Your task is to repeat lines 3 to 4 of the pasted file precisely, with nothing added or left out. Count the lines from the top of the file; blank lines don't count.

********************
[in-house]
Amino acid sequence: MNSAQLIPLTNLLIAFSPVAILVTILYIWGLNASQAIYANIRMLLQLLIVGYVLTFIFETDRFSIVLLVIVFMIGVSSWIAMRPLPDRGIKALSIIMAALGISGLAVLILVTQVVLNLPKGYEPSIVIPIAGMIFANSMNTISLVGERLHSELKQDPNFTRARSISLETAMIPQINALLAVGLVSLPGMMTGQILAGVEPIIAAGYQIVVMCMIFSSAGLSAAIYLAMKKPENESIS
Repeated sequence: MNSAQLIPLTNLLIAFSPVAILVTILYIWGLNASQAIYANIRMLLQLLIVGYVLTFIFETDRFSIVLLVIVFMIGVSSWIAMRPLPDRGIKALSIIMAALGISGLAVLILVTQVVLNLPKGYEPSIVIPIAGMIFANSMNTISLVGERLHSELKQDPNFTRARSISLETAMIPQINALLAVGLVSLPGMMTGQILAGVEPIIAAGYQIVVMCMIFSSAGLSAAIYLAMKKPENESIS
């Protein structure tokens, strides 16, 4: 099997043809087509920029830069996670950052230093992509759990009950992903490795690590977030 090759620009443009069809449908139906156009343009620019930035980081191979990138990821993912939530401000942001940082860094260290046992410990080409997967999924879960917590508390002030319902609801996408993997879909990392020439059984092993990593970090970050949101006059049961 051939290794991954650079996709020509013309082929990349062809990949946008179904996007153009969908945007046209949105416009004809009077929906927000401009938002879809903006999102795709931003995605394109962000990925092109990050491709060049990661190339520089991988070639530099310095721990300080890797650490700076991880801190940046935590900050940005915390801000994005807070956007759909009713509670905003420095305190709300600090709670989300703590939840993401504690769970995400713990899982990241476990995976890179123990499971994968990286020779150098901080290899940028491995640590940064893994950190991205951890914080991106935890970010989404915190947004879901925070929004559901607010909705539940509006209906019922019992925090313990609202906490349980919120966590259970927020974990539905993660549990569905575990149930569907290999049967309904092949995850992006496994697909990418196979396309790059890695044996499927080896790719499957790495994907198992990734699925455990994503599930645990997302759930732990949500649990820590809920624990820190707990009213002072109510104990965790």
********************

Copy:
Repeated sequence: MNSAQLIPLTNLLIAFSPVAILVTILYIWGLNASQAIYANIRMLLQLLIVGYVLTFIFETDRFSIVLLVIVFMIGVSSWIAMRPLPDRGIKALSIIMAALGISGLAVLILVTQVVLNLPKGYEPSIVIPIAGMIFANSMNTISLVGERLHSELKQDPNFTRARSISLETAMIPQINALLAVGLVSLPGMMTGQILAGVEPIIAAGYQIVVMCMIFSSAGLSAAIYLAMKKPENESIS
């Protein structure tokens, strides 16, 4: 099997043809087509920029830069996670950052230093992509759990009950992903490795690590977030 090759620009443009069809449908139906156009343009620019930035980081191979990138990821993912939530401000942001940082860094260290046992410990080409997967999924879960917590508390002030319902609801996408993997879909990392020439059984092993990593970090970050949101006059049961 051939290794991954650079996709020509013309082929990349062809990949946008179904996007153009969908945007046209949105416009004809009077929906927000401009938002879809903006999102795709931003995605394109962000990925092109990050491709060049990661190339520089991988070639530099310095721990300080890797650490700076991880801190940046935590900050940005915390801000994005807070956007759909009713509670905003420095305190709300600090709670989300703590939840993401504690769970995400713990899982990241476990995976890179123990499971994968990286020779150098901080290899940028491995640590940064893994950190991205951890914080991106935890970010989404915190947004879901925070929004559901607010909705539940509006209906019922019992925090313990609202906490349980919120966590259970927020974990539905993660549990569905575990149930569907290999049967309904092949995850992006496994697909990418196979396309790059890695044996499927080896790719499957790495994907198992990734699925455990994503599930645990997302759930732990949500649990820590809920624990820190707990009213002072109510104990965790």